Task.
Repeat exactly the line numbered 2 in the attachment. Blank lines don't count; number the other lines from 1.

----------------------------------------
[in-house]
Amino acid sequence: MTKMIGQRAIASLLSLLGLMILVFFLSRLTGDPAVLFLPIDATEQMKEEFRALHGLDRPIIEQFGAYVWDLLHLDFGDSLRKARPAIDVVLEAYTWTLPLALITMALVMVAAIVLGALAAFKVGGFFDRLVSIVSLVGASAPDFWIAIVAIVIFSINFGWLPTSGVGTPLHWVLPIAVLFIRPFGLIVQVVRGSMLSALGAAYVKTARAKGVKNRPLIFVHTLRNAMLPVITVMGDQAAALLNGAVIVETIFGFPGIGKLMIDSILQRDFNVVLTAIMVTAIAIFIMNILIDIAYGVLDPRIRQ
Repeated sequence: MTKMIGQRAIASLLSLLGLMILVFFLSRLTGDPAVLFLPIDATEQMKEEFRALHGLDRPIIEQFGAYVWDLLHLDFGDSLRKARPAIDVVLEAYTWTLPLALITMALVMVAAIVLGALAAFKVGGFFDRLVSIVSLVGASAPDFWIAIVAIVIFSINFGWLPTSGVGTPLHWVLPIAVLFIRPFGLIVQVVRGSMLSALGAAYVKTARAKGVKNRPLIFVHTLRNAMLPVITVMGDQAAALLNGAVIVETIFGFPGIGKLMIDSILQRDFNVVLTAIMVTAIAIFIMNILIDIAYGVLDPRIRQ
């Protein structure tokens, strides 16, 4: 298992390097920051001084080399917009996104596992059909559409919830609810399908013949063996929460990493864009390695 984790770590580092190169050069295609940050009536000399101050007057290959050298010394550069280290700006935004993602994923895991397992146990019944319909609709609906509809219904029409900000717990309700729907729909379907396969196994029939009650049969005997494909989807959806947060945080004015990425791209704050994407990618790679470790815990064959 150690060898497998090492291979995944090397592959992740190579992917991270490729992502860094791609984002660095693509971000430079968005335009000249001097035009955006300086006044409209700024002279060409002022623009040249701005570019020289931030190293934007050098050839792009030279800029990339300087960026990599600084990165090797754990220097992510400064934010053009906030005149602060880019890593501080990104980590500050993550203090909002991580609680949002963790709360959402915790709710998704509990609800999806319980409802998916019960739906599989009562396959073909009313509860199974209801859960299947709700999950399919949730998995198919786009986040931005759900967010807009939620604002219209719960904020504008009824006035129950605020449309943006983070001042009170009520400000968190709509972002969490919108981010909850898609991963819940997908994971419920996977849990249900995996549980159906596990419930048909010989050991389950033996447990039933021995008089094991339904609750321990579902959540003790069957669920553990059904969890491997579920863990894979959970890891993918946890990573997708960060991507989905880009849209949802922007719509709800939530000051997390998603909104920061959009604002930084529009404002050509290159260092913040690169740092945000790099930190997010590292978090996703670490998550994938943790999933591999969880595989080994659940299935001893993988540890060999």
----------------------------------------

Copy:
Amino acid sequence: MTKMIGQRAIASLLSLLGLMILVFFLSRLTGDPAVLFLPIDATEQMKEEFRALHGLDRPIIEQFGAYVWDLLHLDFGDSLRKARPAIDVVLEAYTWTLPLALITMALVMVAAIVLGALAAFKVGGFFDRLVSIVSLVGASAPDFWIAIVAIVIFSINFGWLPTSGVGTPLHWVLPIAVLFIRPFGLIVQVVRGSMLSALGAAYVKTARAKGVKNRPLIFVHTLRNAMLPVITVMGDQAAALLNGAVIVETIFGFPGIGKLMIDSILQRDFNVVLTAIMVTAIAIFIMNILIDIAYGVLDPRIRQ